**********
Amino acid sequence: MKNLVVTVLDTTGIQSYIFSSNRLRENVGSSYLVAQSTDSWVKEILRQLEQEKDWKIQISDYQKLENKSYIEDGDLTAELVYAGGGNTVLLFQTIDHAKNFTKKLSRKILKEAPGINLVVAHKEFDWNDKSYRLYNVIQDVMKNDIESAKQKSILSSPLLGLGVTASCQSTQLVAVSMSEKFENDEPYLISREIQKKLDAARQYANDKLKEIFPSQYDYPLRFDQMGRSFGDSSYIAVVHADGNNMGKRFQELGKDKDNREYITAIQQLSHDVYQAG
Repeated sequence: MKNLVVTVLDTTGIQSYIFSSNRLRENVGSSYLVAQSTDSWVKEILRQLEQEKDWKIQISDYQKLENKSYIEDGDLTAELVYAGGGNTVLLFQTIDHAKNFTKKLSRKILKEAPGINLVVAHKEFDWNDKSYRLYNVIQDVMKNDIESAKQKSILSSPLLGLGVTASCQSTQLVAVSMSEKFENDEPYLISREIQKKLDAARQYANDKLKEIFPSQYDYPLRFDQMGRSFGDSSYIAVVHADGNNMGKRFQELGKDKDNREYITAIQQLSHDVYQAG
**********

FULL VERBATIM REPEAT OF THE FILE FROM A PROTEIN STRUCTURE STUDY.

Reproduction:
Amino acid sequence: MKNLVVTVLDTTGIQSYIFSSNRLRENVGSSYLVAQSTDSWVKEILRQLEQEKDWKIQISDYQKLENKSYIEDGDLTAELVYAGGGNTVLLFQTIDHAKNFTKKLSRKILKEAPGINLVVAHKEFDWNDKSYRLYNVIQDVMKNDIESAKQKSILSSPLLGLGVTASCQSTQLVAVSMSEKFENDEPYLISREIQKKLDAARQYANDKLKEIFPSQYDYPLRFDQMGRSFGDSSYIAVVHADGNNMGKRFQELGKDKDNREYITAIQQLSHDVYQAG
Repeated sequence: MKNLVVTVLDTTGIQSYIFSSNRLRENVGSSYLVAQSTDSWVKEILRQLEQEKDWKIQISDYQKLENKSYIEDGDLTAELVYAGGGNTVLLFQTIDHAKNFTKKLSRKILKEAPGINLVVAHKEFDWNDKSYRLYNVIQDVMKNDIESAKQKSILSSPLLGLGVTASCQSTQLVAVSMSEKFENDEPYLISREIQKKLDAARQYANDKLKEIFPSQYDYPLRFDQMGRSFGDSSYIAVVHADGNNMGKRFQELGKDKDNREYITAIQQLSHDVYQAG